While many know SPXFlow/Waukesha Cherry Burrell for their industry leading line of external circumferential piston (ECP) Universal series pumps, did you know they also have another category leader with their Universal Twin Screw or UTS pump? In today’s post, we’re going to do an overview of Twin Screw pump technology and talk about a few applications we love them in and also some reasons you may want to stick with your existing ECP.
Twin Screw Pumps- What are they?
First, let’s talk a little bit about Twin Screw pumps specifically for sanitary applications. About 10 years ago, Twin Screw pumps burst onto the scene in a big way in the sanitary space. Twin screw pumps, like traditional ECP or lobe pumps, are positive displacement type pumps. They give you a constant flow per revolution regardless of discharge pressure.
Twin screw pumps, as the name would imply, use a set of meshed screws to create sets of sealed cavities that moves the fluid being pumped along an axial path. The sealed cavities create a positive pressure that moves fluid from the pump inlet to the outlet in a smooth, consistent manner.
This creates gentle product handling and the ability to pump shear sensitive fluids with larger particulates in lower pressure applications. The axial flow path also allows us to handle higher discharge pressures than we typically can with an ECP pump.
Waukesha UTS screws are available in 3 different profiles including wide, medium, and narrow pitches to provide a wide range of pressure and flow capacities depending on application and product size. Wider pitch screws are used for lower pressure, higher flow applications, while narrow pitch rotors leverage their larger helical surface for high pressure, lower flow rate applications of where we need maximum suction at the pump inlet.
When should you use a Twin Screw Pump?
As we alluded to above, there are three applications we absolutely love to use the UTS in.
Because of the range of screw pitches available, pumping fluids with large solids is a great twin screw application. The wide pitches allow for whole solids handling that greatly reduces the damage we see in comparable products when running an ECP pump (even with single wing rotors). Think about applications like Greek Yogurts with whole fruits and apple pie filling.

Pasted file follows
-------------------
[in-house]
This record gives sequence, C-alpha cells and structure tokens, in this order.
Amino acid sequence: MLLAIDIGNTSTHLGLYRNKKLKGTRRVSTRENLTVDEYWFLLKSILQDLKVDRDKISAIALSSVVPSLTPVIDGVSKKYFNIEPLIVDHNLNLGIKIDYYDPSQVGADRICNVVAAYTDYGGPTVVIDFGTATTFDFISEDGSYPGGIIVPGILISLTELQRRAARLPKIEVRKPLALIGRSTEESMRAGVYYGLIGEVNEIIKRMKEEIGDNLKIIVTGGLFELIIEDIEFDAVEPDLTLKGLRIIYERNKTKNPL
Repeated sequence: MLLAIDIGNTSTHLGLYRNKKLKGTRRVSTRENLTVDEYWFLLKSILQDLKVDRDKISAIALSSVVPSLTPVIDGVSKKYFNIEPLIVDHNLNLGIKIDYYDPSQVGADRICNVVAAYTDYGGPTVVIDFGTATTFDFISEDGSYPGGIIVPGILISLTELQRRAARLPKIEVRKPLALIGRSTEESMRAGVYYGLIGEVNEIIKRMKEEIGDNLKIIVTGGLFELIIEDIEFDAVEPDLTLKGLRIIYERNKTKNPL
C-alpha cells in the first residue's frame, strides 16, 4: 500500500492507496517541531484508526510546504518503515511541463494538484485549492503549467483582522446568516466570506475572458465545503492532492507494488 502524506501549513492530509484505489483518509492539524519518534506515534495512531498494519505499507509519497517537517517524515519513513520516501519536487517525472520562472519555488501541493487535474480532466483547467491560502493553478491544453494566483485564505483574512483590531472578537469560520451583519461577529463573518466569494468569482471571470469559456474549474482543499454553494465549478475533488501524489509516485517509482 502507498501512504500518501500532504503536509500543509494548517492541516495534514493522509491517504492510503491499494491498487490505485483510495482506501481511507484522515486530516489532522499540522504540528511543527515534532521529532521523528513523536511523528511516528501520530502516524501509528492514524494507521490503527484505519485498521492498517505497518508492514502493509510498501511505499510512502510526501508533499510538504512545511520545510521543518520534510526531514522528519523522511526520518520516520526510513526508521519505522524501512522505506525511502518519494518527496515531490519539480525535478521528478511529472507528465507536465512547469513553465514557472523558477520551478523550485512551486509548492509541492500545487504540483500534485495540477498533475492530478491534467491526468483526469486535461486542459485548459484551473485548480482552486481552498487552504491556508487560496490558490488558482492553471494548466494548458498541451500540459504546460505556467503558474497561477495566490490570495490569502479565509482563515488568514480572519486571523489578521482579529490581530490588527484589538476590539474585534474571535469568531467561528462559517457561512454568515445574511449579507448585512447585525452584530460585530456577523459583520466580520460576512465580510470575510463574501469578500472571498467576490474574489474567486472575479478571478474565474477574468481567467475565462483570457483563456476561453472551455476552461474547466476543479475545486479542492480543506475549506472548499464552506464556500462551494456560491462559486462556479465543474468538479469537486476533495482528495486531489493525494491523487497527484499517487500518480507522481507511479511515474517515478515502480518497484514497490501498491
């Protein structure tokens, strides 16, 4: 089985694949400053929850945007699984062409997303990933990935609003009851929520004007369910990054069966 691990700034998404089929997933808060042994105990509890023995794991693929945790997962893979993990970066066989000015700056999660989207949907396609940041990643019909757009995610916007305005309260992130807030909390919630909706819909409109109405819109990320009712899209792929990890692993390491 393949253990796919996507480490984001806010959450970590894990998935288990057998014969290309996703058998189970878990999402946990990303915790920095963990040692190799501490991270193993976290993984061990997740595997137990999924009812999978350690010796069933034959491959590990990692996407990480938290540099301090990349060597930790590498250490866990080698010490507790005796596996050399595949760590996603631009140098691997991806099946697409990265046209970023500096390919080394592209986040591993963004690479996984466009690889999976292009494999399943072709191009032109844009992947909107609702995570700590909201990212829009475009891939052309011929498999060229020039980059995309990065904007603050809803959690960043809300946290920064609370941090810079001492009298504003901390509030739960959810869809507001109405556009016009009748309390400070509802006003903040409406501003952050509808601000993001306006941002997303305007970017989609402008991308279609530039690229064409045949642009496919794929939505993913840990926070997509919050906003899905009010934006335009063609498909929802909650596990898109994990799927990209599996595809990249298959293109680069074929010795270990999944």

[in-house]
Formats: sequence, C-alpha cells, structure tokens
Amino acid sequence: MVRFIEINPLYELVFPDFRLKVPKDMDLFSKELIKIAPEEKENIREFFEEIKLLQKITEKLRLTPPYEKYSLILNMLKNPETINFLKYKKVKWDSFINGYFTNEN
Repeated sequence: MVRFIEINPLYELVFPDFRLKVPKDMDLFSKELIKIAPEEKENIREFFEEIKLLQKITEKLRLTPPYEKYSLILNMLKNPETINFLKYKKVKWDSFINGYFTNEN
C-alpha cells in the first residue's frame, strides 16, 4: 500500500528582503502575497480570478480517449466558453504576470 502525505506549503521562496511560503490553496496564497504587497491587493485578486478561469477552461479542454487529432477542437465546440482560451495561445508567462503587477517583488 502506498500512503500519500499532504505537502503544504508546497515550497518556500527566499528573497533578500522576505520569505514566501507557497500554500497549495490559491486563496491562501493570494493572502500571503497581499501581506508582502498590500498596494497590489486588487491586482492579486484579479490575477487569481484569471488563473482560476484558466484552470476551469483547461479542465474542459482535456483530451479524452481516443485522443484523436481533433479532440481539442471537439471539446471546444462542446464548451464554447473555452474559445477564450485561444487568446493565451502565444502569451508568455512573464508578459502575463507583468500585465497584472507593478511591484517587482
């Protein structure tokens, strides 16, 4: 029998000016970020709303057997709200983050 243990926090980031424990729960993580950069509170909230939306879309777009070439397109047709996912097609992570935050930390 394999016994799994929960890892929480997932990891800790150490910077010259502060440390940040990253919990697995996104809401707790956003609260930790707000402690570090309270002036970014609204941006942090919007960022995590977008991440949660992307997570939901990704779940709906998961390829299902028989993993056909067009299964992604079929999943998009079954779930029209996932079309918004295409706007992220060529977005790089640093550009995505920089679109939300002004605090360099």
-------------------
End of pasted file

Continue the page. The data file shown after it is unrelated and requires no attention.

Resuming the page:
We also love twin screw pumps for high pressure, low suction applications. We once supplied a customer who had been using a competitors ECP pump on his evaporator with a UTS and it was one of the few times anyone has ever thanked us for selling them a $30,000 pump assembly. Twin screw pumps are great for low suction applications like evaporators because of the sealed cavities the screws create. And the axial flow path (as opposed to the overhung radial motion of a ECP rotor on a shaft) also allows us to handle pressures up to 375 PSI!
Finally, and probably the best application, for a twin screw pump is dual-duty applications where we need to run both product and CIP. Because of the axial flow direction we talked about above, we’re able to run twin screw pumps at much higher speeds than we can run an ECP pump. While we can typically run ECPs up to about 500 RPM, with a twin screw, we can go all the way to 3500 RPM! This allows us to create the large amounts of turndown needed to run product at slower product flow rates and also create the 5-7 fps needed for turbulent flow during CIP, eliminating auxiliary CIP pumps and valving, greatly simplifying installation.
When shouldn’t you use a Twin Screw Pump?
So why not use a twin screw? About 10 years ago when twin screw pumps burst onto the sanitary pump scene, there were a few folks who only sold twin screws and did a really good job of making every application a twin screw application. Pumping Greek Yogurt? Twin screw. Mayonnaise? Twin Screw. Beer? Twin Screw. A product you’ve been handling for 20 years with an ECP pump without issue? Twin screw. You get the idea- every application between a twin screw pump application.
The reality is, twin screw pump technology, while robust and versatile, isn’t for every application. They cannot be piped inline and twin screw pumps have a large footprint. When used in high turndown applications, twin screw pumps require exceptionally large motors.
Twin screw pumps are also much more complex to service and there is less familiarity with twin screw technology among maintenance personnel than with other, more established technologies. Screws must be properly matched and timed, often requiring special training of maintenance teams. Accordingly, we don’t recommend twin screw for clean out of place applications.
Cost is also a key consideration, with twin screws costing up to 50% more than comparably sized ECP type pumps. This carries through to parts, which has a great impact on total cost of ownership. As we mentioned above, one of the reasons we love twin screw technology is it allows us to do two duties- process and CIP- with one pump. Not only does it make piping easier, it also helps make the economics work.
To close out this post, the key takeaway is that twin screw pumps are a robust positive displacement pumping technology with many benefits that make them ideal for today’s process environments. They can handle high pressures and are gentle on large solids. They can also eliminate the need for auxiliary CIP pumps and valving for use in clean in place applications. But they are not the end all be all. Twin screw pumps are expensive compared to ECP pumps and are more difficult to service. If your current ECP pump isn’t broke, a twin screw isn’t going to fix anything. And as always, if you have any questions about which pump is best for your application, contact a Triplex Sales Engineer today!